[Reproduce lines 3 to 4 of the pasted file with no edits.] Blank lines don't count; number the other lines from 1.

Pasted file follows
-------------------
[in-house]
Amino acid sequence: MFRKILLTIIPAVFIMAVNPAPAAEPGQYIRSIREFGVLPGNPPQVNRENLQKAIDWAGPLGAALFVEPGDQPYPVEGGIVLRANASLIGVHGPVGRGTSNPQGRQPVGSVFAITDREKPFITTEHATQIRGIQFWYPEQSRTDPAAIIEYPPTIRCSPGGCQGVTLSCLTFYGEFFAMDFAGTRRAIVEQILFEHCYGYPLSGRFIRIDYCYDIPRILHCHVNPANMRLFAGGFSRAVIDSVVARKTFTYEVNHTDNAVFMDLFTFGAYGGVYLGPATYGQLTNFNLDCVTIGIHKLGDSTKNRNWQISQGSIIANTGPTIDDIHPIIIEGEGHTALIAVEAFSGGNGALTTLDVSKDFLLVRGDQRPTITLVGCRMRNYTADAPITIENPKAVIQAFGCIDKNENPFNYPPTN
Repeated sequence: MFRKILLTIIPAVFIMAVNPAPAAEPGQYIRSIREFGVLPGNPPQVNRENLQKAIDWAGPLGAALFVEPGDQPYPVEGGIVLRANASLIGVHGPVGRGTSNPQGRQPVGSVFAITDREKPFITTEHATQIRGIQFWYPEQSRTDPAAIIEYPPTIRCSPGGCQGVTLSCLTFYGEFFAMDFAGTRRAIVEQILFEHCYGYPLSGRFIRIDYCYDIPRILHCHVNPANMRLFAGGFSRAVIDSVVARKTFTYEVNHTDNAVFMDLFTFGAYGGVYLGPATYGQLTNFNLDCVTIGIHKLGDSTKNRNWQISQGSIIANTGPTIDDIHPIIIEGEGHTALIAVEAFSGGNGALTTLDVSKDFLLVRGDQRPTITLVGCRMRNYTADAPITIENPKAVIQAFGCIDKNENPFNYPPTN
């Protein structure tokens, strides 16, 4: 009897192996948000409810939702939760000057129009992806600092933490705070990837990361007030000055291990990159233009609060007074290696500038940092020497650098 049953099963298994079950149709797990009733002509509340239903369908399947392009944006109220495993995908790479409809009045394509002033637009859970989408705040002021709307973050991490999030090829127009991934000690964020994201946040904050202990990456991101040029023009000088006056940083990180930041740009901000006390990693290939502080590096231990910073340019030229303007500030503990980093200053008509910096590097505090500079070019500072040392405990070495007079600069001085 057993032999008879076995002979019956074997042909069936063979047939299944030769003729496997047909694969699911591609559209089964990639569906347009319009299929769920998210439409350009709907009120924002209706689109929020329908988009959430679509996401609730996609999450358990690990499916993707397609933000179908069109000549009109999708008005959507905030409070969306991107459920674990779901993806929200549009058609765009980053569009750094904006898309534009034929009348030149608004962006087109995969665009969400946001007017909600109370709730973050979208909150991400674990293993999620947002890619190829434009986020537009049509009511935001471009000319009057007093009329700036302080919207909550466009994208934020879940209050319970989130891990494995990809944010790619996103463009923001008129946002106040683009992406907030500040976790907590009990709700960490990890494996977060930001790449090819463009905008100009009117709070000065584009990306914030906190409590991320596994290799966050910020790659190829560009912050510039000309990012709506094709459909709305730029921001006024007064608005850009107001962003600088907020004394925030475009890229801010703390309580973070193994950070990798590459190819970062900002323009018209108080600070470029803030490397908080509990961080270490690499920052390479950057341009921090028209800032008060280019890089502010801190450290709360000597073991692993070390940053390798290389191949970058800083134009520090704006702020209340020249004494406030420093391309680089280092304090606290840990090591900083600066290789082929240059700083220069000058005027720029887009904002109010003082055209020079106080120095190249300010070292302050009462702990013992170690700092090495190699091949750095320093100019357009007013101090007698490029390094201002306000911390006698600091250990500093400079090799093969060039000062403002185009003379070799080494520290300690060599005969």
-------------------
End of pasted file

Repeated sequence: MFRKILLTIIPAVFIMAVNPAPAAEPGQYIRSIREFGVLPGNPPQVNRENLQKAIDWAGPLGAALFVEPGDQPYPVEGGIVLRANASLIGVHGPVGRGTSNPQGRQPVGSVFAITDREKPFITTEHATQIRGIQFWYPEQSRTDPAAIIEYPPTIRCSPGGCQGVTLSCLTFYGEFFAMDFAGTRRAIVEQILFEHCYGYPLSGRFIRIDYCYDIPRILHCHVNPANMRLFAGGFSRAVIDSVVARKTFTYEVNHTDNAVFMDLFTFGAYGGVYLGPATYGQLTNFNLDCVTIGIHKLGDSTKNRNWQISQGSIIANTGPTIDDIHPIIIEGEGHTALIAVEAFSGGNGALTTLDVSKDFLLVRGDQRPTITLVGCRMRNYTADAPITIENPKAVIQAFGCIDKNENPFNYPPTN
């Protein structure tokens, strides 16, 4: 009897192996948000409810939702939760000057129009992806600092933490705070990837990361007030000055291990990159233009609060007074290696500038940092020497650098 049953099963298994079950149709797990009733002509509340239903369908399947392009944006109220495993995908790479409809009045394509002033637009859970989408705040002021709307973050991490999030090829127009991934000690964020994201946040904050202990990456991101040029023009000088006056940083990180930041740009901000006390990693290939502080590096231990910073340019030229303007500030503990980093200053008509910096590097505090500079070019500072040392405990070495007079600069001085 057993032999008879076995002979019956074997042909069936063979047939299944030769003729496997047909694969699911591609559209089964990639569906347009319009299929769920998210439409350009709907009120924002209706689109929020329908988009959430679509996401609730996609999450358990690990499916993707397609933000179908069109000549009109999708008005959507905030409070969306991107459920674990779901993806929200549009058609765009980053569009750094904006898309534009034929009348030149608004962006087109995969665009969400946001007017909600109370709730973050979208909150991400674990293993999620947002890619190829434009986020537009049509009511935001471009000319009057007093009329700036302080919207909550466009994208934020879940209050319970989130891990494995990809944010790619996103463009923001008129946002106040683009992406907030500040976790907590009990709700960490990890494996977060930001790449090819463009905008100009009117709070000065584009990306914030906190409590991320596994290799966050910020790659190829560009912050510039000309990012709506094709459909709305730029921001006024007064608005850009107001962003600088907020004394925030475009890229801010703390309580973070193994950070990798590459190819970062900002323009018209108080600070470029803030490397908080509990961080270490690499920052390479950057341009921090028209800032008060280019890089502010801190450290709360000597073991692993070390940053390798290389191949970058800083134009520090704006702020209340020249004494406030420093391309680089280092304090606290840990090591900083600066290789082929240059700083220069000058005027720029887009904002109010003082055209020079106080120095190249300010070292302050009462702990013992170690700092090495190699091949750095320093100019357009007013101090007698490029390094201002306000911390006698600091250990500093400079090799093969060039000062403002185009003379070799080494520290300690060599005969």